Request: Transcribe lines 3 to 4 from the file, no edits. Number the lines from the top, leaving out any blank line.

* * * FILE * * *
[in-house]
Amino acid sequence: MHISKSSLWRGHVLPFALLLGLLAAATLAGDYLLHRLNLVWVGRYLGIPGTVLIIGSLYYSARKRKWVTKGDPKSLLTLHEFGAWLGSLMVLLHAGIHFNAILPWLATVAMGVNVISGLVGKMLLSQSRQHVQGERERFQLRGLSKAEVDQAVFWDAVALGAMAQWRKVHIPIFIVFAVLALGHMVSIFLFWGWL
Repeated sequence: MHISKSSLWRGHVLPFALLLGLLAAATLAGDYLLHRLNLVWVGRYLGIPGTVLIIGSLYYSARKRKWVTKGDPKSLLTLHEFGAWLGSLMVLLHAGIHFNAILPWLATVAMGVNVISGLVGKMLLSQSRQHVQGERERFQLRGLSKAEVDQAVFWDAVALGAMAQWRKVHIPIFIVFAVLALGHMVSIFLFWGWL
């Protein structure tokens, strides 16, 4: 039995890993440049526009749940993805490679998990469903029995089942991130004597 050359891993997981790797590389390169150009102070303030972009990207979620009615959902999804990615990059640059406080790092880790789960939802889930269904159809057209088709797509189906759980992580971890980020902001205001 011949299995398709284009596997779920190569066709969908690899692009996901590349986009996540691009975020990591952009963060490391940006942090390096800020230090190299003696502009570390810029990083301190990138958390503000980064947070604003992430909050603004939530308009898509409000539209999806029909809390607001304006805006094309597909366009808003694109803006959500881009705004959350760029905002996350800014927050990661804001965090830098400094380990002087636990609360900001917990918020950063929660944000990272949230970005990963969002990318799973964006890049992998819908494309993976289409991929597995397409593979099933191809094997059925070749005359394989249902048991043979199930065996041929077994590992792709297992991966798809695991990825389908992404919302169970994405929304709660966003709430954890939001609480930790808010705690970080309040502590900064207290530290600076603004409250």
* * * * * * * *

Repeated sequence: MHISKSSLWRGHVLPFALLLGLLAAATLAGDYLLHRLNLVWVGRYLGIPGTVLIIGSLYYSARKRKWVTKGDPKSLLTLHEFGAWLGSLMVLLHAGIHFNAILPWLATVAMGVNVISGLVGKMLLSQSRQHVQGERERFQLRGLSKAEVDQAVFWDAVALGAMAQWRKVHIPIFIVFAVLALGHMVSIFLFWGWL
């Protein structure tokens, strides 16, 4: 039995890993440049526009749940993805490679998990469903029995089942991130004597 050359891993997981790797590389390169150009102070303030972009990207979620009615959902999804990615990059640059406080790092880790789960939802889930269904159809057209088709797509189906759980992580971890980020902001205001 011949299995398709284009596997779920190569066709969908690899692009996901590349986009996540691009975020990591952009963060490391940006942090390096800020230090190299003696502009570390810029990083301190990138958390503000980064947070604003992430909050603004939530308009898509409000539209999806029909809390607001304006805006094309597909366009808003694109803006959500881009705004959350760029905002996350800014927050990661804001965090830098400094380990002087636990609360900001917990918020950063929660944000990272949230970005990963969002990318799973964006890049992998819908494309993976289409991929597995397409593979099933191809094997059925070749005359394989249902048991043979199930065996041929077994590992792709297992991966798809695991990825389908992404919302169970994405929304709660966003709430954890939001609480930790808010705690970080309040502590900064207290530290600076603004409250």